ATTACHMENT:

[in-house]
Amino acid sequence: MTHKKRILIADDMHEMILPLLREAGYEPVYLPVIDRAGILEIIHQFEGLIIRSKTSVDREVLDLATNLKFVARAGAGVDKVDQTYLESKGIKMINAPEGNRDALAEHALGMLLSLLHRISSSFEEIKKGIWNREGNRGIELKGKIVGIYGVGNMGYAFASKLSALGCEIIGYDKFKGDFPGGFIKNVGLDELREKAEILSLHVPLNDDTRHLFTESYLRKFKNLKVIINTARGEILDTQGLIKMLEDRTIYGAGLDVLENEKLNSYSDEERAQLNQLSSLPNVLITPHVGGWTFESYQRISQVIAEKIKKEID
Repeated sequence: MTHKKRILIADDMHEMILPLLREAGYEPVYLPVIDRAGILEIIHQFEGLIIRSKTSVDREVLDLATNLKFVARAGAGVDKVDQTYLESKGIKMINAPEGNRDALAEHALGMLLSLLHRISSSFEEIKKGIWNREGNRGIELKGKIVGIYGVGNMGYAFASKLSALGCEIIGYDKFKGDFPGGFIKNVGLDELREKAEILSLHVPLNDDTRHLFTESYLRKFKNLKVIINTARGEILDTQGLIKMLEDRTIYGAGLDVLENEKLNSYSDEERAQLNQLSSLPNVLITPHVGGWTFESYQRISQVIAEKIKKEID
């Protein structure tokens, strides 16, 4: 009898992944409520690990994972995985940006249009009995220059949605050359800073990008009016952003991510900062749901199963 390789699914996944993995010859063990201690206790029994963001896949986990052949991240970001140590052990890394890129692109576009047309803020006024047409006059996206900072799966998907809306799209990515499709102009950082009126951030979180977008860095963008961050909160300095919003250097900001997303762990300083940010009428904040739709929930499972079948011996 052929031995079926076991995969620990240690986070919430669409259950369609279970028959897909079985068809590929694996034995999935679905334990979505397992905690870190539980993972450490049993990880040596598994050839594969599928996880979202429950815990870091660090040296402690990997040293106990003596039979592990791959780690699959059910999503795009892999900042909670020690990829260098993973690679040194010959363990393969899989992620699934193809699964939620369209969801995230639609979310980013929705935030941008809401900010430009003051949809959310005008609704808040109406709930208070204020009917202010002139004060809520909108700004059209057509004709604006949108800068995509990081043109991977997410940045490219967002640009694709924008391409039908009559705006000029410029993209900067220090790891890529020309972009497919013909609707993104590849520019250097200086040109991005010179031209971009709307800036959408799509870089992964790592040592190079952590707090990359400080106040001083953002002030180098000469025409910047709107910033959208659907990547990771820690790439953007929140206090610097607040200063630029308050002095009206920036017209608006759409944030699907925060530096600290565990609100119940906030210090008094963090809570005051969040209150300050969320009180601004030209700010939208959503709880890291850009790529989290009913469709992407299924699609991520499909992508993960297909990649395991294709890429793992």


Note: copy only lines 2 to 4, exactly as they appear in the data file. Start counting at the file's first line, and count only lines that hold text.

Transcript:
Amino acid sequence: MTHKKRILIADDMHEMILPLLREAGYEPVYLPVIDRAGILEIIHQFEGLIIRSKTSVDREVLDLATNLKFVARAGAGVDKVDQTYLESKGIKMINAPEGNRDALAEHALGMLLSLLHRISSSFEEIKKGIWNREGNRGIELKGKIVGIYGVGNMGYAFASKLSALGCEIIGYDKFKGDFPGGFIKNVGLDELREKAEILSLHVPLNDDTRHLFTESYLRKFKNLKVIINTARGEILDTQGLIKMLEDRTIYGAGLDVLENEKLNSYSDEERAQLNQLSSLPNVLITPHVGGWTFESYQRISQVIAEKIKKEID
Repeated sequence: MTHKKRILIADDMHEMILPLLREAGYEPVYLPVIDRAGILEIIHQFEGLIIRSKTSVDREVLDLATNLKFVARAGAGVDKVDQTYLESKGIKMINAPEGNRDALAEHALGMLLSLLHRISSSFEEIKKGIWNREGNRGIELKGKIVGIYGVGNMGYAFASKLSALGCEIIGYDKFKGDFPGGFIKNVGLDELREKAEILSLHVPLNDDTRHLFTESYLRKFKNLKVIINTARGEILDTQGLIKMLEDRTIYGAGLDVLENEKLNSYSDEERAQLNQLSSLPNVLITPHVGGWTFESYQRISQVIAEKIKKEID
């Protein structure tokens, strides 16, 4: 009898992944409520690990994972995985940006249009009995220059949605050359800073990008009016952003991510900062749901199963 390789699914996944993995010859063990201690206790029994963001896949986990052949991240970001140590052990890394890129692109576009047309803020006024047409006059996206900072799966998907809306799209990515499709102009950082009126951030979180977008860095963008961050909160300095919003250097900001997303762990300083940010009428904040739709929930499972079948011996 052929031995079926076991995969620990240690986070919430669409259950369609279970028959897909079985068809590929694996034995999935679905334990979505397992905690870190539980993972450490049993990880040596598994050839594969599928996880979202429950815990870091660090040296402690990997040293106990003596039979592990791959780690699959059910999503795009892999900042909670020690990829260098993973690679040194010959363990393969899989992620699934193809699964939620369209969801995230639609979310980013929705935030941008809401900010430009003051949809959310005008609704808040109406709930208070204020009917202010002139004060809520909108700004059209057509004709604006949108800068995509990081043109991977997410940045490219967002640009694709924008391409039908009559705006000029410029993209900067220090790891890529020309972009497919013909609707993104590849520019250097200086040109991005010179031209971009709307800036959408799509870089992964790592040592190079952590707090990359400080106040001083953002002030180098000469025409910047709107910033959208659907990547990771820690790439953007929140206090610097607040200063630029308050002095009206920036017209608006759409944030699907925060530096600290565990609100119940906030210090008094963090809570005051969040209150300050969320009180601004030209700010939208959503709880890291850009790529989290009913469709992407299924699609991520499909992508993960297909990649395991294709890429793992």